- ^ Benjamin, Louise. "In Search of the Sarnoff 'Radio Music Box' Memo: Nally's Reply."Journal of Radio Studies. June 2002. pp 97-106. Retrieved July 5, 2015. The 1915 memo has not been found, but Benjamin and the curator of Sarnoff's papers found a previously mis-filed 1916 memo that did mention a "radio music box scheme" (the word "scheme" at that time usually meant a plan)
- ^ "Big Dream, Small Screen," The American Experience television series. (1997)
- ^ RKO Radio Pictures, Inc. – retrieved February 4, 2006.
- ^ ^ Abramson, Albert (1987), The History of Television, 1880 to 1941. Jefferson, NC: Albert Abramson. p. 149-151. ISBN 0-89950-284-9.
- ^ a b New York Times. October 12, 1944.
- ^ "Sarnoff Becomes a General". Radio Age. January 1945: 27. Retrieved August 4, 2014.
- ^ "Sarnoff Revives Pleas for U.S. Radio; 1943 Letter to Hull, Now Sent to Marshall, Bids Nation Set Up a 'Voice of America'," New York Times. May 16, 1947.
- ^ Sarnoff, David. "National Purpose: Sarnoff Program; Renewed Dedication of Traditions Urged in Fighting Communism," New York Times. June 2, 1960; Sarnoff, David. "Turn the Cold War Tide in America's Favor", Life. June 6, 1960.
- ^ "Sarnoff Estate Tops Million, With Most Going to His Widow". The New York Times. 1971-12-24. ISSN 0362-4331. Retrieved 2020-04-15.
- ^ The Froehlich/Kent Encycloped of Telecommunications Vol 15 By Allen S. Kent
- ^ a b Kleinfeld, N.R. "Robert Sarnoff, 78, RCA Chairman, Dies," New York Times. February 24, 1997.
- ^ Kleinfield, N. R. (1997-02-24). "Robert Sarnoff, 78, RCA Chairman, Dies". The New York Times. ISSN 0362-4331. Retrieved 2017-11-17.
- ^ "David Sarnoff, Head of RCA, Dies". Beckley Post-Herald. 1971-12-13. p. 11. Retrieved 2017-11-17.
- ^ Inc, Nielsen Business Media (1961-12-18). Billboard. Nielsen Business Media, Inc.
- ^ a b c Nelson, Valerie J. (2008-02-26). "Richard Baer, 79; wrote for many popular sitcoms". Los Angeles Times. Retrieved 2008-03-22.
- ^ "Famous men members of Masonic Lodges". American Canadian Grand Lodge ACGL. Archived from the original on November 17, 2018.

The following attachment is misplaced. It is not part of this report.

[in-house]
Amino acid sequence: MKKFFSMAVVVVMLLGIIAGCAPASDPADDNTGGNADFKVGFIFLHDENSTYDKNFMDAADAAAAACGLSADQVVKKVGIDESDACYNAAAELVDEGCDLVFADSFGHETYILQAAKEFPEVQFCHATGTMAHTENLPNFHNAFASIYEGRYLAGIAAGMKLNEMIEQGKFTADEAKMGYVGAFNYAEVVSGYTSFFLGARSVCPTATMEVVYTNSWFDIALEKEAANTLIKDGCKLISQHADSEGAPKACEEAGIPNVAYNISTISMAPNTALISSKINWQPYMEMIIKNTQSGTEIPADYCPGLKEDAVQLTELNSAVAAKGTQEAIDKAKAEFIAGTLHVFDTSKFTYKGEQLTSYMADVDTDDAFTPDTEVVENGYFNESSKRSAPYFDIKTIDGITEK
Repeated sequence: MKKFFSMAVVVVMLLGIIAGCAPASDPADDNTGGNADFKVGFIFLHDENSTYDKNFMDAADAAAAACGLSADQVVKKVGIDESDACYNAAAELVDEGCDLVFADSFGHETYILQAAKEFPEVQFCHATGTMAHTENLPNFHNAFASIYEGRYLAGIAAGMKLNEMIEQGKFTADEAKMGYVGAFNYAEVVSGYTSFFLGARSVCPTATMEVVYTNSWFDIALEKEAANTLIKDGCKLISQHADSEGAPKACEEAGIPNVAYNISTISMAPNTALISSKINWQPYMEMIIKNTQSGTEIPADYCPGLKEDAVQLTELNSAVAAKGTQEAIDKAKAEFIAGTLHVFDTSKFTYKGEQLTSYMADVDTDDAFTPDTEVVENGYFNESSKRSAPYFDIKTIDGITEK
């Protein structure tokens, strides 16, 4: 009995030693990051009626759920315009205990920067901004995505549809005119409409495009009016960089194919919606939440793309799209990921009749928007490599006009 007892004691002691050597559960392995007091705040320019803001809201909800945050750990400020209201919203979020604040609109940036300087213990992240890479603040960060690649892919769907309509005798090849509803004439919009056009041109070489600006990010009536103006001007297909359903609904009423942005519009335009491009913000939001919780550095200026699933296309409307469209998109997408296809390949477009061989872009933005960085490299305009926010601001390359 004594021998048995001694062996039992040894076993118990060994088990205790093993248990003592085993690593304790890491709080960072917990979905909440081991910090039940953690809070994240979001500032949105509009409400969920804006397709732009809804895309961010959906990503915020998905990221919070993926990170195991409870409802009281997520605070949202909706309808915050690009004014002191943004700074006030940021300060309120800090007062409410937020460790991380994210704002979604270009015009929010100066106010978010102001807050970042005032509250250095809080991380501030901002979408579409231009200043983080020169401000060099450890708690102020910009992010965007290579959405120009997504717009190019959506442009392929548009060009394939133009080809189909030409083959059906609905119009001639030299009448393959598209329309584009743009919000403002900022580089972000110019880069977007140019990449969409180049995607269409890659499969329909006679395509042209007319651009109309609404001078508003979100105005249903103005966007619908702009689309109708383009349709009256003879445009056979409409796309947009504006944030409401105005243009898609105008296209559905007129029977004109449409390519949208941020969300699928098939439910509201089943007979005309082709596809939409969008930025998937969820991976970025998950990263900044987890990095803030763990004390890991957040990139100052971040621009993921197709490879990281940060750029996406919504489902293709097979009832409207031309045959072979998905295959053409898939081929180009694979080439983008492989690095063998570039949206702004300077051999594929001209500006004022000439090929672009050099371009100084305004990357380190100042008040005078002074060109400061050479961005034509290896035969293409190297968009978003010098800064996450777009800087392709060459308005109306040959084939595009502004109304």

- ^ "Famous members of Masonic Lodges". Bavaria Lodge No. 935 A.F. & A. M. Archived from the original on October 13, 2018.
- ^ "List of famous freemasons". Grand Lodge of British Columbia and Yukon. Archived from the original on October 4, 2001. Retrieved Sep 30, 2018.
- ^ "Information about famous members of Freemasonry". Scottish Rite Center (Columbus, Orient of Georgia). Archived from the original on September 30, 2014.
- ^ "Honorary Degrees Awarded by Oglethorpe University". Oglethorpe University. Archived from the original on 2015-03-19. Retrieved 2015-03-22.
- ^ Radio Personalities 1935 - p142
- ^ "NAB Winners: Distinguished Service Award". National Association of Broadcasters. Retrieved August 4, 2014.
- ^ "Television Hall of Fame Honorees: Complete List".
- Bilby, Kenneth. (1986). The General: David Sarnoff and the Rise of the Communications Industry. New York: Harper & Row. ISBN 978-0-06-015568-1 (cloth) – The best biography available, by a retired RCA vice president of public affairs.
- Dreher, Carl Dreher. (1977). Sarnoff: An American Success, New York: New York Times Book Company. ISBN 0-8129-0672-1 (cloth) – A thoughtful biography by an early associate of Sarnoff's.
- Lewis, Tom. (1991). Empire of the Air: The Men Who Made Radio. New York: HarperCollinsISBN 978-0-06-018215-1 (cloth) ISBN 978-0-06-098119-8 – Profiles Sarnoff's life along with those of Edwin Armstrong and Lee De Forest, drawing on archival sources.
- Lyons, Eugene. (1966). David Sarnoff: A Biography. New York: Harper & Row. ISBN 978-600-150-791-5 (cloth) – A cousin's sympathetic but insightful biography approved by Sarnoff.
- Sarnoff, David. (1968). Looking Ahead: The Papers of David Sarnoff. New York: McGraw Hill. – A useful one-volume compendium of Sarnoff's writings, covering his views on innovation, broadcasting, monopoly rights and responsibilities, freedom, and future electronic innovations.
- Schwartz, Evan I. (2002). The Last Lone Inventor: A Tale of Genius, Deceit, and the Birth of Television. New York: HarperCollins. ISBN 978-0-06-621069-8 (cloth)
- Sobel, Robert. (1984). RCA. New York: Stein and Day. ISBN 978-0-8128-3084-2 (cloth) – The most authoritative history on the company by a prolific business historian, with a thorough bibliography but no footnotes.
- Gutterman, Leon. (1968). The Wisdom Society for the Advancement of Knowledge, Learning and Research in Education (1968) The Wisdom of Sarnoff and The World of RCA
- Woolley, Scott. (2016). The Network: The Battle for the Airwaves and the Birth of the Communications Age New York: Harper Collins. ISBN 978-0-06-224275-4
Last edited on 10 May 2021, at 12:38